Now showing items 1-6 of 6
Oxygen uptake and blood flow kinetics following the onset of exercise in trained humans
(University of Waterloo, 2010-10-01)
The main hypothesis of this thesis was that the regulation of oxygen uptake (VO2) kinetics at the onset of exercise in trained young men is linked to cardiovascular adaptations. Two studies were conducted to investigate ...
Time-varying changes in the lumbar spine from exposure to sedentary tasks and their potential effects on injury mechanics and pain generation
(University of Waterloo, 2010-01-12)
General body discomfort increases over time during prolonged sitting and it is typically accepted that no single posture can be comfortably maintained for long periods. Despite this knowledge, workplace exposure to prolonged ...
The effect of limited hip mobility on the lumbar spine in a young adult population
(University of Waterloo, 2010-08-26)
Limited hip mobility is known to affect the lumbar spine. Much of the previous research has utilized a participant population whose hip mobility is compromised due to arthritic or neurological dysfunctions. Such aetiologies ...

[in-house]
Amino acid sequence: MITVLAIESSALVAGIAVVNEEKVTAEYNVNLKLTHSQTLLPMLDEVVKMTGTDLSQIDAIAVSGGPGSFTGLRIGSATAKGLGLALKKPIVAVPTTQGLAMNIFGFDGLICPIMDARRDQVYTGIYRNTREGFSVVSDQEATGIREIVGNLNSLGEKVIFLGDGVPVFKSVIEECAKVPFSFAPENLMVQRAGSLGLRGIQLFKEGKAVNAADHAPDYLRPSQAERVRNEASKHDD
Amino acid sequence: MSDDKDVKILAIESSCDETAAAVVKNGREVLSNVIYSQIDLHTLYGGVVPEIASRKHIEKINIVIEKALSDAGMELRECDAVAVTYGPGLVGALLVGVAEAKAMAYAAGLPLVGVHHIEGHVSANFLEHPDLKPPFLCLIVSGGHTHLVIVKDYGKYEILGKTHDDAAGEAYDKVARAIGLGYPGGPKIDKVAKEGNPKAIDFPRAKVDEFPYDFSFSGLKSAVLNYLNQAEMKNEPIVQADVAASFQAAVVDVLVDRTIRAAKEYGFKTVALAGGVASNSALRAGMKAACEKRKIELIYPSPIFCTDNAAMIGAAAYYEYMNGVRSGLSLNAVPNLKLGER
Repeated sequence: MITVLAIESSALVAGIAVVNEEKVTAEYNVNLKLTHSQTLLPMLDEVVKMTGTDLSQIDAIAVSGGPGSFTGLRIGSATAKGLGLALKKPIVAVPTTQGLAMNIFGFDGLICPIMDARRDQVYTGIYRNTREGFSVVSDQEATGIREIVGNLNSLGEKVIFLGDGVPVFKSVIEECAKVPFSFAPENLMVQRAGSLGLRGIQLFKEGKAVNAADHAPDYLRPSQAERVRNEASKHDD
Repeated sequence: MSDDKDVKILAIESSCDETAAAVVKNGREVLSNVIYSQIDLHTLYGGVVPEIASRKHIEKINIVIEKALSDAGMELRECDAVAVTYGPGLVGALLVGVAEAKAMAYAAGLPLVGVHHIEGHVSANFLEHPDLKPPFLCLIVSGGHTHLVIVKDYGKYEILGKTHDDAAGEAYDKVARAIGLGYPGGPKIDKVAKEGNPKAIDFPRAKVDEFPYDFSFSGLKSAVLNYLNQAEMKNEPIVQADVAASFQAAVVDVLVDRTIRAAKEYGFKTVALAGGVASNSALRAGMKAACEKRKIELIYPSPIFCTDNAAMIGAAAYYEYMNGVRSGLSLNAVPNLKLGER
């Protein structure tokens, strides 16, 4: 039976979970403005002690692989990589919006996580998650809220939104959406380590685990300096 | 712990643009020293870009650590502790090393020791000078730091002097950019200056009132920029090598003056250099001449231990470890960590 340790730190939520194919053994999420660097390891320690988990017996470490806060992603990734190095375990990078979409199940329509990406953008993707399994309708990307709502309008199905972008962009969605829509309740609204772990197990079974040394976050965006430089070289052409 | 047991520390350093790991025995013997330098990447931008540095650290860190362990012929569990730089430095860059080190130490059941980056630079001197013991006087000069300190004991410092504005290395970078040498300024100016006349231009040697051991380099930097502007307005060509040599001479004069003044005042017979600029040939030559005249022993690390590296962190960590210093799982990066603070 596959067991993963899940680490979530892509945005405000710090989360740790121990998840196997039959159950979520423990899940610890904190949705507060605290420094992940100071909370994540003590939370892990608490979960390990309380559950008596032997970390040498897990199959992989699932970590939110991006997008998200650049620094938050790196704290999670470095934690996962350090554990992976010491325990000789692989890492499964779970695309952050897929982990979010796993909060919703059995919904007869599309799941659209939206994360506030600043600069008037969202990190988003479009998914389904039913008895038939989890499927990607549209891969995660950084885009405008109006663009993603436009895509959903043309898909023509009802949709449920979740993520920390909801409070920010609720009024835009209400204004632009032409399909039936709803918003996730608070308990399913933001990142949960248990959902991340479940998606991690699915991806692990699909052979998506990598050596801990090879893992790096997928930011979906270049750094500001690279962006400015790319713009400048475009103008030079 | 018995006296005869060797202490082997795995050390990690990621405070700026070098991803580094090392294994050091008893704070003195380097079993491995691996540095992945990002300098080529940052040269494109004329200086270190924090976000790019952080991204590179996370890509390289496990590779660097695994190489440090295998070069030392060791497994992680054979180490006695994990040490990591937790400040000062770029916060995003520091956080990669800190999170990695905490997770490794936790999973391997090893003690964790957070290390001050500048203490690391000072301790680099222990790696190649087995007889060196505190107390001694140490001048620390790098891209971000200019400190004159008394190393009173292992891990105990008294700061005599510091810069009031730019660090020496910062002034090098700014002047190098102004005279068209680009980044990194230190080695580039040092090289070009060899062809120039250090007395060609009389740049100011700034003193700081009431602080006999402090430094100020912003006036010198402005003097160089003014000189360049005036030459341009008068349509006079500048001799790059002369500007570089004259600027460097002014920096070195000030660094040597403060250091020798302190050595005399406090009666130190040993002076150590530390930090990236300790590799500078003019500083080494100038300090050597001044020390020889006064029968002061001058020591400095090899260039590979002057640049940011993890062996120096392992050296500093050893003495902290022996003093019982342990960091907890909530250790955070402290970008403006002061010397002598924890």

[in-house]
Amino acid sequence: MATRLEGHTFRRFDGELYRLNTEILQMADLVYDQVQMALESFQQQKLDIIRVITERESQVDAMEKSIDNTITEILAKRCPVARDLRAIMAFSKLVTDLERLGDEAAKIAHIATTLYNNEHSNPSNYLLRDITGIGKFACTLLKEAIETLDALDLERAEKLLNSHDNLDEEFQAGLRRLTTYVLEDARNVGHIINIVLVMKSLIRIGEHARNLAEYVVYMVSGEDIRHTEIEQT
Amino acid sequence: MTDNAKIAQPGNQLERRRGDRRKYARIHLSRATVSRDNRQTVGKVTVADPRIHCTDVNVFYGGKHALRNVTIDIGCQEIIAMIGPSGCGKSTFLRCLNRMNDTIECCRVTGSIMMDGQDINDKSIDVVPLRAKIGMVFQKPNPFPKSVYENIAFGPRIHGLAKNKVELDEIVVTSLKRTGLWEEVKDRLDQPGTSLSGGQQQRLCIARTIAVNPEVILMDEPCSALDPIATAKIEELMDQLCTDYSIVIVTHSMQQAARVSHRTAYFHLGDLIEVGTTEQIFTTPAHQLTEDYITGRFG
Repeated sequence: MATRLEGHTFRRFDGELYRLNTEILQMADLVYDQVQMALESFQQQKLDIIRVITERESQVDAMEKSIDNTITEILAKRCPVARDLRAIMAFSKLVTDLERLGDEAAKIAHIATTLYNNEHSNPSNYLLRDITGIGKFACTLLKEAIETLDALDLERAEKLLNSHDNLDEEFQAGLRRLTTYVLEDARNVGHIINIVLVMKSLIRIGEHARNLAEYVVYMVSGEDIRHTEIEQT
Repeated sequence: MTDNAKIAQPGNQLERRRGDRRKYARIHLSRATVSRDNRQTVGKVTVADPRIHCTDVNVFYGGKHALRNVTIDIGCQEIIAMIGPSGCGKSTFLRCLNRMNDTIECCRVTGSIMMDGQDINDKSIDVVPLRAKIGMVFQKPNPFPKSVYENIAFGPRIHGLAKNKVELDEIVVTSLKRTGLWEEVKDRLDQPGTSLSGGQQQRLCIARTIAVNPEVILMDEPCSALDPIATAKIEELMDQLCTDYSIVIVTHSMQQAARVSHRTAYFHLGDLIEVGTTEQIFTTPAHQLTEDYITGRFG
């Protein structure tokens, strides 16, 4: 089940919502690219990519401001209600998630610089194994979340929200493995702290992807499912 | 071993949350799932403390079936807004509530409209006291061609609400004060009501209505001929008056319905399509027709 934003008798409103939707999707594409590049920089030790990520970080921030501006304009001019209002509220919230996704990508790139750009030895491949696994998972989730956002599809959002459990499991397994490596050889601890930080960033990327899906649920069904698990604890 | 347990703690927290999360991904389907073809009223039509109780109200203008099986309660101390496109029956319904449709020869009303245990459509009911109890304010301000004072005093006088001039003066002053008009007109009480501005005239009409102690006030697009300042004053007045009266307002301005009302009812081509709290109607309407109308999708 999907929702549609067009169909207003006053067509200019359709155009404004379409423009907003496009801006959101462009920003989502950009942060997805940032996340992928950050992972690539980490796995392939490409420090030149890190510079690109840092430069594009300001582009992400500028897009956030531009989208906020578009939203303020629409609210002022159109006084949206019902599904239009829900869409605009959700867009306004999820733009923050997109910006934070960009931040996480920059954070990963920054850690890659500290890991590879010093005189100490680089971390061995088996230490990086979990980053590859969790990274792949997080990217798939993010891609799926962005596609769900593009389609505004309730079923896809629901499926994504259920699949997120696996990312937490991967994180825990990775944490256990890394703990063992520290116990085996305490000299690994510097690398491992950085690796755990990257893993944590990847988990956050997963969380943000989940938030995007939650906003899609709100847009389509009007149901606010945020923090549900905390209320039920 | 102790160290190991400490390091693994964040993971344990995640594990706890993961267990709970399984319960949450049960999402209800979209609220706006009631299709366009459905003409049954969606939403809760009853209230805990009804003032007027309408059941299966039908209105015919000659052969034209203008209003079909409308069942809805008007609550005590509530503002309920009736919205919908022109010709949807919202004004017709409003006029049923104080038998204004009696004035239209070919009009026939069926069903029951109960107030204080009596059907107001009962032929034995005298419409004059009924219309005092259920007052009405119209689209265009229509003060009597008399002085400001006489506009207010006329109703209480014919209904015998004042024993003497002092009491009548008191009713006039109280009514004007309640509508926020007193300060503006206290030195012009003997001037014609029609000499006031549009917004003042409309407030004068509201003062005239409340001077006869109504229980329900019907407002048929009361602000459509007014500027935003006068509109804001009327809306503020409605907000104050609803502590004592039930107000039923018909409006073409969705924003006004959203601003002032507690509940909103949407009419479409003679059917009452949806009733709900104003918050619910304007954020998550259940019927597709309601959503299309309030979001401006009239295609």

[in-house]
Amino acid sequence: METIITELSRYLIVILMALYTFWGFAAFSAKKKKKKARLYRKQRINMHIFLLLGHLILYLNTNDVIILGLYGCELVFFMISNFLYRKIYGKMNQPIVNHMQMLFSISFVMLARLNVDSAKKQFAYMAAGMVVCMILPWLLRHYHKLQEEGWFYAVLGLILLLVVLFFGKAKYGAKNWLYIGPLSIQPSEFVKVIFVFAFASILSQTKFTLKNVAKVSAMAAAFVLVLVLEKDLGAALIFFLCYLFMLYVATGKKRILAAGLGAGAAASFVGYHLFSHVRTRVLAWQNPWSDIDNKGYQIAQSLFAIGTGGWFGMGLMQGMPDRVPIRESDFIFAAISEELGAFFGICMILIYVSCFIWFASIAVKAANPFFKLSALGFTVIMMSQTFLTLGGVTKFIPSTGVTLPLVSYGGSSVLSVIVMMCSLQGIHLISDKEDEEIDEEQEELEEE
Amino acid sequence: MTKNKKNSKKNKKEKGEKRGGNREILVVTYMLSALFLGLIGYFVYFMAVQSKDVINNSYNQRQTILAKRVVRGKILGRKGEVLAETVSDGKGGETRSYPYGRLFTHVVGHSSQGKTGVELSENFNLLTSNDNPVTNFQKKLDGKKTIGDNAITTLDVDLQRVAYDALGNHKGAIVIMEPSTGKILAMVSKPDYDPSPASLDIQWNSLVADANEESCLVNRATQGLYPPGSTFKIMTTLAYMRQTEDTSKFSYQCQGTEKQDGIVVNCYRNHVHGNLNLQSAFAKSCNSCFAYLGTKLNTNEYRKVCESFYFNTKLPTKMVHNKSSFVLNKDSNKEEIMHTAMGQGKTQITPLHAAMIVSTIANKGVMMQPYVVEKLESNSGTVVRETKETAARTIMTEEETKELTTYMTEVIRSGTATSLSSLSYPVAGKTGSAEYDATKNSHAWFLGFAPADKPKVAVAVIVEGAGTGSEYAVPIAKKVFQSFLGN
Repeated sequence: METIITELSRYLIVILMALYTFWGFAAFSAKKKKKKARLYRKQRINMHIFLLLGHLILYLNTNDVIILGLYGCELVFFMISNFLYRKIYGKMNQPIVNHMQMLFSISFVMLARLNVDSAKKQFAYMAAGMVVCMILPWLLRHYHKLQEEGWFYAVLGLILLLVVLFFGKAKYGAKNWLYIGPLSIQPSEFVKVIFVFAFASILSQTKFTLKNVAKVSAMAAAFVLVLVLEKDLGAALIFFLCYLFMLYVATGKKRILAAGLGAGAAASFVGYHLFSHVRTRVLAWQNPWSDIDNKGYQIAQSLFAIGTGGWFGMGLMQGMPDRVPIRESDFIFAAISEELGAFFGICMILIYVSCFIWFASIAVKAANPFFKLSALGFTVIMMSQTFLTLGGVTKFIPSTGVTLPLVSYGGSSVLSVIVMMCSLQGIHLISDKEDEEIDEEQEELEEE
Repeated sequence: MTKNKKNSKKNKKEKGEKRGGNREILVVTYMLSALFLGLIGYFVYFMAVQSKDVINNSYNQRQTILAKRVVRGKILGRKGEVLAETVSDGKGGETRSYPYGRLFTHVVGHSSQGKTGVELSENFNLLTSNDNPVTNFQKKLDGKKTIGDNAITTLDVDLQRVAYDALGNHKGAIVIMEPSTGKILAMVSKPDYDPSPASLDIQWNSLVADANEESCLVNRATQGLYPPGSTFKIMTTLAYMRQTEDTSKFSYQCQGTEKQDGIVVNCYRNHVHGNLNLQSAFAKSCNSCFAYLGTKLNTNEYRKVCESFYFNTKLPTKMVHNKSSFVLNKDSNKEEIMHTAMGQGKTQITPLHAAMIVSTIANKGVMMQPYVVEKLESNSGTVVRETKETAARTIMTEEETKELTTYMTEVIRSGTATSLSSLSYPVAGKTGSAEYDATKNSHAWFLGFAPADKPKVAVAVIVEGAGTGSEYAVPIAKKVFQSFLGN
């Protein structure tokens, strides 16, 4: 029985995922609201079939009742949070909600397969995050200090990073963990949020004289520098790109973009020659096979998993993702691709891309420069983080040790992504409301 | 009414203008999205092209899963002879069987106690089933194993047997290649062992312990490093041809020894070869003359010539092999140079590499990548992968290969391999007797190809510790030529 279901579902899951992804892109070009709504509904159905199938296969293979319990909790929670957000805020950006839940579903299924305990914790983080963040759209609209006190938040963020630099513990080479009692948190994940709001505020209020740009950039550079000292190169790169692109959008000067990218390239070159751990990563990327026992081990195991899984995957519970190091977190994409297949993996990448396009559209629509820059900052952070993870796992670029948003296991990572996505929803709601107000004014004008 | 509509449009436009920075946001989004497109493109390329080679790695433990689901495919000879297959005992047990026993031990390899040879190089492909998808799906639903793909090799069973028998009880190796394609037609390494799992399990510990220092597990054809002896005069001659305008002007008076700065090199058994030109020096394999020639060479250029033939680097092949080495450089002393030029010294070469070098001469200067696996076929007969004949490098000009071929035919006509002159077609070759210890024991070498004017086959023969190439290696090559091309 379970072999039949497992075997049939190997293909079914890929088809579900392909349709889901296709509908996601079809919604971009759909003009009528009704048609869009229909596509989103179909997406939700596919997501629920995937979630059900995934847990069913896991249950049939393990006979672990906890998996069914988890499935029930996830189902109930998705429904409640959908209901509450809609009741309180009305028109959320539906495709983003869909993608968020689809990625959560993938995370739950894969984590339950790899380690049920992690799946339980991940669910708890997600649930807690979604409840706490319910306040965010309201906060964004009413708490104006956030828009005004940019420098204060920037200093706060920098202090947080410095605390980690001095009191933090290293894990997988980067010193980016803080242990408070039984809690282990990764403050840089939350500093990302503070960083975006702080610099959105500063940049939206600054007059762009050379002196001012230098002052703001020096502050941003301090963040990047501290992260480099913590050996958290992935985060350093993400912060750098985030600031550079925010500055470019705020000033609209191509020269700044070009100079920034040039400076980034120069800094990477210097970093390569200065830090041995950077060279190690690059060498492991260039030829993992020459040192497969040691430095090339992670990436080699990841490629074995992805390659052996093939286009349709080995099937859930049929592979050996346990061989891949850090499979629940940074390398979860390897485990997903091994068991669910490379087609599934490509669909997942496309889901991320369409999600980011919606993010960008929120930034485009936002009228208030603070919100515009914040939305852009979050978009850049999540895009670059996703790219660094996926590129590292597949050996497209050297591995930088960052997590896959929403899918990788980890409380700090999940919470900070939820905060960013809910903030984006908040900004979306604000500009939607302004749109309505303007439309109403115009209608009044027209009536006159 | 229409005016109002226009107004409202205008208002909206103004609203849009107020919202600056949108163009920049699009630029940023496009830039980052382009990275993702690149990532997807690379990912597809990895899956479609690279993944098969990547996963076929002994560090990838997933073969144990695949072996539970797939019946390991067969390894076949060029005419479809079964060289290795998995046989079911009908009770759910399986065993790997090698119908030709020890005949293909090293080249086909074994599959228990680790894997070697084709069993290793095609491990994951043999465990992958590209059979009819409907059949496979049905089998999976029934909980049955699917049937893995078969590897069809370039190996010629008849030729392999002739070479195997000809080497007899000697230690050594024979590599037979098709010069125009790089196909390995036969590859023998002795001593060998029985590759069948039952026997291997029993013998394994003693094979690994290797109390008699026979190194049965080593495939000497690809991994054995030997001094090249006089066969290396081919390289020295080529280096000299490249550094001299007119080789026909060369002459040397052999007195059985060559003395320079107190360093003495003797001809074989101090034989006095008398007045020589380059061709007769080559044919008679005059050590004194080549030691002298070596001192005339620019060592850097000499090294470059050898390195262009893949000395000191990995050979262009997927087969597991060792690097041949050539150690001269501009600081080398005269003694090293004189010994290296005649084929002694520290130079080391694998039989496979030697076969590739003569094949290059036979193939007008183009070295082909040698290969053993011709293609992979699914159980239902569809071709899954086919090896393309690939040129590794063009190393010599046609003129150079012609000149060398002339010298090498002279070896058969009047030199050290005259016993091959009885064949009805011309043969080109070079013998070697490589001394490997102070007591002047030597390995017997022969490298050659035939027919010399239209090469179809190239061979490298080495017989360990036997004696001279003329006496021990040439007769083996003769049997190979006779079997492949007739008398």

Development of a Neuromechanical Model for Investigating Sensorimotor Interactions During Locomotion
(University of Waterloo, 2010-10-22)
Recently it has been suggested that the use of neuromechanical simulations could be used to further our understanding of the neural control mechanisms involved in the control of animal locomotion. The models used to carry ...
The Role of Sarcolipin in Calcium Handling and Obesity
(University of Waterloo, 2010-05-19)
Sarcolipin (SLN), a small molecular weight, hydrophobic protein found in skeletal muscle, is a known regulator of sarco(endo)plasmic reticulum Ca2+ ATPase (SERCA) pumps. Earlier in vitro reconstitution experiments have ...
Cardiovascular responses of women to orthostatic stress, the effects of the menstrual cycle and age, and a comparison to men
(University of Waterloo, 2010-08-10)
Young women are known to exhibit a greater incidence of orthostatic hypotension than men. The exact mechanisms for this are unclear and it has been proposed to be related to cardiac filling, peripheral resistance, and/or ...